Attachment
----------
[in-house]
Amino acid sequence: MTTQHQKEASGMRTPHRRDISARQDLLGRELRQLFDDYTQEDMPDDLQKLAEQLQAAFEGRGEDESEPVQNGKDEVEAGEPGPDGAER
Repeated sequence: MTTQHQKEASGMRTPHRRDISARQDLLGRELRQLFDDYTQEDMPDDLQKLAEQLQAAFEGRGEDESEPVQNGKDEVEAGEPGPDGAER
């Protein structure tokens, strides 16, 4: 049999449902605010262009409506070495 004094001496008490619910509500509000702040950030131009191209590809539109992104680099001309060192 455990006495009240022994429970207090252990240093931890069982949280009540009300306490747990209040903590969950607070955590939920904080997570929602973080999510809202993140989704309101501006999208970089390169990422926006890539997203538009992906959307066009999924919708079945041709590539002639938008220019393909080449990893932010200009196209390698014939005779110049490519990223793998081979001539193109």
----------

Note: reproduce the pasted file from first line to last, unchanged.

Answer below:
[in-house]
Amino acid sequence: MTTQHQKEASGMRTPHRRDISARQDLLGRELRQLFDDYTQEDMPDDLQKLAEQLQAAFEGRGEDESEPVQNGKDEVEAGEPGPDGAER
Repeated sequence: MTTQHQKEASGMRTPHRRDISARQDLLGRELRQLFDDYTQEDMPDDLQKLAEQLQAAFEGRGEDESEPVQNGKDEVEAGEPGPDGAER
């Protein structure tokens, strides 16, 4: 049999449902605010262009409506070495 004094001496008490619910509500509000702040950030131009191209590809539109992104680099001309060192 455990006495009240022994429970207090252990240093931890069982949280009540009300306490747990209040903590969950607070955590939920904080997570929602973080999510809202993140989704309101501006999208970089390169990422926006890539997203538009992906959307066009999924919708079945041709590539002639938008220019393909080449990893932010200009196209390698014939005779110049490519990223793998081979001539193109």